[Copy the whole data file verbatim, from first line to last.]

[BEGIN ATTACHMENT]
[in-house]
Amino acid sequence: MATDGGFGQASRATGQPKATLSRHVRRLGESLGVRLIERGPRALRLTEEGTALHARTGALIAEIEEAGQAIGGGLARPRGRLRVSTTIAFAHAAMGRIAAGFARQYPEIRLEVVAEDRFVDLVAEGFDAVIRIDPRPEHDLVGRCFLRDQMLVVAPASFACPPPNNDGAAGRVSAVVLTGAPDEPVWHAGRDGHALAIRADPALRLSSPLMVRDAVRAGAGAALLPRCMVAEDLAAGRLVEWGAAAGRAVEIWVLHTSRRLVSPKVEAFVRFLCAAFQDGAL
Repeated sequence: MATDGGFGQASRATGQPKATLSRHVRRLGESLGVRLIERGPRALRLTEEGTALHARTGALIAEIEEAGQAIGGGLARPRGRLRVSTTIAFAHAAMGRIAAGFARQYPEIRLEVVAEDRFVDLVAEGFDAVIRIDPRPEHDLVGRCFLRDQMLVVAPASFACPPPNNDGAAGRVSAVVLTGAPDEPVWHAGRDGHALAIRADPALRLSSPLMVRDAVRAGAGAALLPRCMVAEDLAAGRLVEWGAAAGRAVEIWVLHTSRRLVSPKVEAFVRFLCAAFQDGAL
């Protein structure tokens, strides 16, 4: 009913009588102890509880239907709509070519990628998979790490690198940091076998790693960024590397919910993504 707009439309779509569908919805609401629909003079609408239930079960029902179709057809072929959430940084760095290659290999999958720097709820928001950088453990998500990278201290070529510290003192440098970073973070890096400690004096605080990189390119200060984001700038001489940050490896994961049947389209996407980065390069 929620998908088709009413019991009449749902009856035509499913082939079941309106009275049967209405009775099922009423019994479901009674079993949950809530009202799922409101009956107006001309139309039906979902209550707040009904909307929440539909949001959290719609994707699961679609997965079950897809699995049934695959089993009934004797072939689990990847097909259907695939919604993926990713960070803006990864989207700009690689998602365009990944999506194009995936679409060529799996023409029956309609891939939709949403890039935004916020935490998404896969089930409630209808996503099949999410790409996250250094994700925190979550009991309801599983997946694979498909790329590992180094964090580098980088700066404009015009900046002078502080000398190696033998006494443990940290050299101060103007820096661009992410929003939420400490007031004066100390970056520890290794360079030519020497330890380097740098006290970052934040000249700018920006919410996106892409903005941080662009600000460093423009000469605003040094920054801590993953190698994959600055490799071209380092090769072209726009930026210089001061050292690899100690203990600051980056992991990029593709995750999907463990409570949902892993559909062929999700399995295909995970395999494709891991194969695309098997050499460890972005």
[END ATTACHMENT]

[in-house]
Amino acid sequence: MATDGGFGQASRATGQPKATLSRHVRRLGESLGVRLIERGPRALRLTEEGTALHARTGALIAEIEEAGQAIGGGLARPRGRLRVSTTIAFAHAAMGRIAAGFARQYPEIRLEVVAEDRFVDLVAEGFDAVIRIDPRPEHDLVGRCFLRDQMLVVAPASFACPPPNNDGAAGRVSAVVLTGAPDEPVWHAGRDGHALAIRADPALRLSSPLMVRDAVRAGAGAALLPRCMVAEDLAAGRLVEWGAAAGRAVEIWVLHTSRRLVSPKVEAFVRFLCAAFQDGAL
Repeated sequence: MATDGGFGQASRATGQPKATLSRHVRRLGESLGVRLIERGPRALRLTEEGTALHARTGALIAEIEEAGQAIGGGLARPRGRLRVSTTIAFAHAAMGRIAAGFARQYPEIRLEVVAEDRFVDLVAEGFDAVIRIDPRPEHDLVGRCFLRDQMLVVAPASFACPPPNNDGAAGRVSAVVLTGAPDEPVWHAGRDGHALAIRADPALRLSSPLMVRDAVRAGAGAALLPRCMVAEDLAAGRLVEWGAAAGRAVEIWVLHTSRRLVSPKVEAFVRFLCAAFQDGAL
């Protein structure tokens, strides 16, 4: 009913009588102890509880239907709509070519990628998979790490690198940091076998790693960024590397919910993504 707009439309779509569908919805609401629909003079609408239930079960029902179709057809072929959430940084760095290659290999999958720097709820928001950088453990998500990278201290070529510290003192440098970073973070890096400690004096605080990189390119200060984001700038001489940050490896994961049947389209996407980065390069 929620998908088709009413019991009449749902009856035509499913082939079941309106009275049967209405009775099922009423019994479901009674079993949950809530009202799922409101009956107006001309139309039906979902209550707040009904909307929440539909949001959290719609994707699961679609997965079950897809699995049934695959089993009934004797072939689990990847097909259907695939919604993926990713960070803006990864989207700009690689998602365009990944999506194009995936679409060529799996023409029956309609891939939709949403890039935004916020935490998404896969089930409630209808996503099949999410790409996250250094994700925190979550009991309801599983997946694979498909790329590992180094964090580098980088700066404009015009900046002078502080000398190696033998006494443990940290050299101060103007820096661009992410929003939420400490007031004066100390970056520890290794360079030519020497330890380097740098006290970052934040000249700018920006919410996106892409903005941080662009600000460093423009000469605003040094920054801590993953190698994959600055490799071209380092090769072209726009930026210089001061050292690899100690203990600051980056992991990029593709995750999907463990409570949902892993559909062929999700399995295909995970395999494709891991194969695309098997050499460890972005």